> "every" itself doesn't have any side effects, but the function called
> through "predicate" might; it can't be determined at compile-time in
> general. If you have some way of telling the compiler that
> "predicate" has no side effects then it could, in theory, do all sorts
> of interesting optimizations, including memoizing both the "predicate"
> and "every" functions, avoiding the overhead of calling them multiple
> times with the same arguments. I doubt that any C compilers actually
> do that sort of thing (unless the argument values are known at
> compile-time), but it's by no means unknown in functional languages
> (where side-effect free functions are more common).



That should be no problem. If one could apply such attributes to function
pointer too,
then the compiler would know wheather side effects are possible or not:

int every(int predicate(pure const void *), /* note "pure" in the
declaration of the function pointer */
const void *const*vals,
size_t nvals)
{
for (size_t i = 0; i < nvals; i++) {
if (!predicate(vals[i])) {
return 0;
}
}
return 1;
}

if the function pointer is declared without pure one can pass every function
he likes, and the compiler must assume that
every() has side effects. But if you declare the function pointer as pure
one can only pass pure functions to every() and the compiler
can assume that every() doesn't have any side effects.

i don't know wheather or not that is the case, if not consider this as a
proposal for future compilers.

--
cody

[Freeware, Games and Humor]
www.deutronium.de.vu || www.deutronium.tk



Dan Pop 10-13-2003 04:19 PM

Re: functions with no side-effects
 
In <878ynqdw1e.fsf@pfaff.stanford.edu> Ben Pfaff <blp@cs.stanford.edu> writes:

>rouben@pc18.math.umbc.edu (Rouben Rostamian) writes:
>
>> Does standard C provide a mechanism whereby one can reassure the
>> compiler that the function f() produces no side-effects while the
>> function g() has side-effects?

>
>No. There is a GNU C extension for that, but it's non-standard.
>
>The `inline' keyword in C99 may help, however.


How? What is preventing a C99 inline function from calling printf?

Dan
--
Dan Pop
DESY Zeuthen, RZ group
Email: Dan.Pop@ifh.de

CBFalconer 10-13-2003 08:51 PM

Re: functions with no side-effects
 
Dan Pop wrote:
> Ben Pfaff <blp@cs.stanford.edu> writes:
> > rouben@pc18.math.umbc.edu (Rouben Rostamian) writes:
> >
> >> Does standard C provide a mechanism whereby one can reassure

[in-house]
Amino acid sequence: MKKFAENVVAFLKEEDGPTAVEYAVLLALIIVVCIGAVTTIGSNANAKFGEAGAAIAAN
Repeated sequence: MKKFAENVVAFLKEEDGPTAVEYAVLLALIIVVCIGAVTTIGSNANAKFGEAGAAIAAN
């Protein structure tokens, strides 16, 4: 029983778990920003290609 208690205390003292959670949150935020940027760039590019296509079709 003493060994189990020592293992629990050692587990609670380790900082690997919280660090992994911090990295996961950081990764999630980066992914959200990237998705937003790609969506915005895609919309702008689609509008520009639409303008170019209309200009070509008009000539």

> >> the compiler that the function f() produces no side-effects
> >> while the function g() has side-effects?

> >
> > No. There is a GNU C extension for that, but it's non-standard.
> >
> > The `inline' keyword in C99 may help, however.

>
> How? What is preventing a C99 inline function from calling printf?


I think you misconstrued Bens comments. If the function is
'inline' the compiler is generating its code within the piece that
calls it, so it can look at the generated sequence and see that
there are no side effects, without any help.

--
Chuck F (cbfalconer@yahoo.com) (cbfalconer@worldnet.att.net)
Available for consulting/temporary embedded and systems.
<http://cbfalconer.home.att.net> USE worldnet address!



Dan Pop 10-14-2003 12:00 PM

Re: functions with no side-effects
 
In <3F8AFE69.C093D8FD@yahoo.com> CBFalconer <cbfalconer@yahoo.com> writes:

>Dan Pop wrote:
>> Ben Pfaff <blp@cs.stanford.edu> writes:
>> > rouben@pc18.math.umbc.edu (Rouben Rostamian) writes:
>> >
>> >> Does standard C provide a mechanism whereby one can reassure
>> >> the compiler that the function f() produces no side-effects
>> >> while the function g() has side-effects?
>> >
>> > No. There is a GNU C extension for that, but it's non-standard.
>> >
>> > The `inline' keyword in C99 may help, however.

>>
>> How? What is preventing a C99 inline function from calling printf?

>
>I think you misconstrued Bens comments. If the function is
>'inline' the compiler is generating its code within the piece that
>calls it, so it can look at the generated sequence and see that
>there are no side effects, without any help.


It is not inline that magically does that, but the fact that the function
definition is visible to the compiler. You don't need inline in order to
make the function definition visible to the compiler.

Dan
--
Dan Pop
DESY Zeuthen, RZ group